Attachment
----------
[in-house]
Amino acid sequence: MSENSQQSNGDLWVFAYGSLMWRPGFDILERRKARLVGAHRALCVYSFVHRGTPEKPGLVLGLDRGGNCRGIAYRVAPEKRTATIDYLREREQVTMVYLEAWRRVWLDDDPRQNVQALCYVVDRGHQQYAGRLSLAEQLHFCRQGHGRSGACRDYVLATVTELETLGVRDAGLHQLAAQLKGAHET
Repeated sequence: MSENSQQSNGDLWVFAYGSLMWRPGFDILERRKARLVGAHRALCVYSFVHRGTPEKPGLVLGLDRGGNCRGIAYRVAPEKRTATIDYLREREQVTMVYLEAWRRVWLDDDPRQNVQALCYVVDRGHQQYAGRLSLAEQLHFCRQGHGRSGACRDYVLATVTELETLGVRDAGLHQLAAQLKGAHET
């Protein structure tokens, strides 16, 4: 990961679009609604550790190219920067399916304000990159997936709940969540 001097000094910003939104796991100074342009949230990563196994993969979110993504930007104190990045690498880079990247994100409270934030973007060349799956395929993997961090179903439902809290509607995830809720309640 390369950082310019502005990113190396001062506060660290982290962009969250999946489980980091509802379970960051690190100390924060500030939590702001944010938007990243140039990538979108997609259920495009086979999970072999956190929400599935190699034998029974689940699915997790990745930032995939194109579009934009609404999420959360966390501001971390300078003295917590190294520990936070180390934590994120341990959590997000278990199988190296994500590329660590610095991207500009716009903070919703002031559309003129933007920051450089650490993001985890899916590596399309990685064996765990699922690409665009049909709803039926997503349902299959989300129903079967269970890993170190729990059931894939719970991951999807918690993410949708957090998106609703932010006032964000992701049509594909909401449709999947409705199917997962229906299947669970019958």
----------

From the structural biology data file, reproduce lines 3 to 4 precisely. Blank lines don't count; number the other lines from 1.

Repeated sequence: MSENSQQSNGDLWVFAYGSLMWRPGFDILERRKARLVGAHRALCVYSFVHRGTPEKPGLVLGLDRGGNCRGIAYRVAPEKRTATIDYLREREQVTMVYLEAWRRVWLDDDPRQNVQALCYVVDRGHQQYAGRLSLAEQLHFCRQGHGRSGACRDYVLATVTELETLGVRDAGLHQLAAQLKGAHET
């Protein structure tokens, strides 16, 4: 990961679009609604550790190219920067399916304000990159997936709940969540 001097000094910003939104796991100074342009949230990563196994993969979110993504930007104190990045690498880079990247994100409270934030973007060349799956395929993997961090179903439902809290509607995830809720309640 390369950082310019502005990113190396001062506060660290982290962009969250999946489980980091509802379970960051690190100390924060500030939590702001944010938007990243140039990538979108997609259920495009086979999970072999956190929400599935190699034998029974689940699915997790990745930032995939194109579009934009609404999420959360966390501001971390300078003295917590190294520990936070180390934590994120341990959590997000278990199988190296994500590329660590610095991207500009716009903070919703002031559309003129933007920051450089650490993001985890899916590596399309990685064996765990699922690409665009049909709803039926997503349902299959989300129903079967269970890993170190729990059931894939719970991951999807918690993410949708957090998106609703932010006032964000992701049509594909909401449709999947409705199917997962229906299947669970019958």